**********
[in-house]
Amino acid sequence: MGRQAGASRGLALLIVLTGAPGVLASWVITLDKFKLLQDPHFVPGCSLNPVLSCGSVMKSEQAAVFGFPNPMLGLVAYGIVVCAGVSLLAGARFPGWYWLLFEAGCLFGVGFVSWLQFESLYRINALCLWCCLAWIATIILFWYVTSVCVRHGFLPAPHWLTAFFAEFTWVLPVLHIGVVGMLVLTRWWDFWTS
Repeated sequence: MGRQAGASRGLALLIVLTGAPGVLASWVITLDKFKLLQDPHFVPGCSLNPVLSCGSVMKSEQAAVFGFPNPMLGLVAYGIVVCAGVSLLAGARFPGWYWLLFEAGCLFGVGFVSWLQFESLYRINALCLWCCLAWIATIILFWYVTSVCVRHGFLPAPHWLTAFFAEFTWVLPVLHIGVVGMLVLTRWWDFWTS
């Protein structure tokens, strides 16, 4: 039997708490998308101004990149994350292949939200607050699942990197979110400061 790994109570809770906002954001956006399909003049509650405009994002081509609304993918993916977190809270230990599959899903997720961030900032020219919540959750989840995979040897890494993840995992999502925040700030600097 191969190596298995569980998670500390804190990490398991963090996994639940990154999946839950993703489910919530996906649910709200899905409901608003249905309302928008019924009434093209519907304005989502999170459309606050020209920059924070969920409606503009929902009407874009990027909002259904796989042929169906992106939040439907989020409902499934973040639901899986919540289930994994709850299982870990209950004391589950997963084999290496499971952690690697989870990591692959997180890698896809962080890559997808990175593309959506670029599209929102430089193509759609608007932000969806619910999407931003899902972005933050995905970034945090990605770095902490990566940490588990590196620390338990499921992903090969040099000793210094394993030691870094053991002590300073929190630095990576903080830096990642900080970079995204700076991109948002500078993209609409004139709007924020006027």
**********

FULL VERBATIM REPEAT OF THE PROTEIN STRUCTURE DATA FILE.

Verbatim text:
[in-house]
Amino acid sequence: MGRQAGASRGLALLIVLTGAPGVLASWVITLDKFKLLQDPHFVPGCSLNPVLSCGSVMKSEQAAVFGFPNPMLGLVAYGIVVCAGVSLLAGARFPGWYWLLFEAGCLFGVGFVSWLQFESLYRINALCLWCCLAWIATIILFWYVTSVCVRHGFLPAPHWLTAFFAEFTWVLPVLHIGVVGMLVLTRWWDFWTS
Repeated sequence: MGRQAGASRGLALLIVLTGAPGVLASWVITLDKFKLLQDPHFVPGCSLNPVLSCGSVMKSEQAAVFGFPNPMLGLVAYGIVVCAGVSLLAGARFPGWYWLLFEAGCLFGVGFVSWLQFESLYRINALCLWCCLAWIATIILFWYVTSVCVRHGFLPAPHWLTAFFAEFTWVLPVLHIGVVGMLVLTRWWDFWTS
């Protein structure tokens, strides 16, 4: 039997708490998308101004990149994350292949939200607050699942990197979110400061 790994109570809770906002954001956006399909003049509650405009994002081509609304993918993916977190809270230990599959899903997720961030900032020219919540959750989840995979040897890494993840995992999502925040700030600097 191969190596298995569980998670500390804190990490398991963090996994639940990154999946839950993703489910919530996906649910709200899905409901608003249905309302928008019924009434093209519907304005989502999170459309606050020209920059924070969920409606503009929902009407874009990027909002259904796989042929169906992106939040439907989020409902499934973040639901899986919540289930994994709850299982870990209950004391589950997963084999290496499971952690690697989870990591692959997180890698896809962080890559997808990175593309959506670029599209929102430089193509759609608007932000969806619910999407931003899902972005933050995905970034945090990605770095902490990566940490588990590196620390338990499921992903090969040099000793210094394993030691870094053991002590300073929190630095990576903080830096990642900080970079995204700076991109948002500078993209609409004139709007924020006027």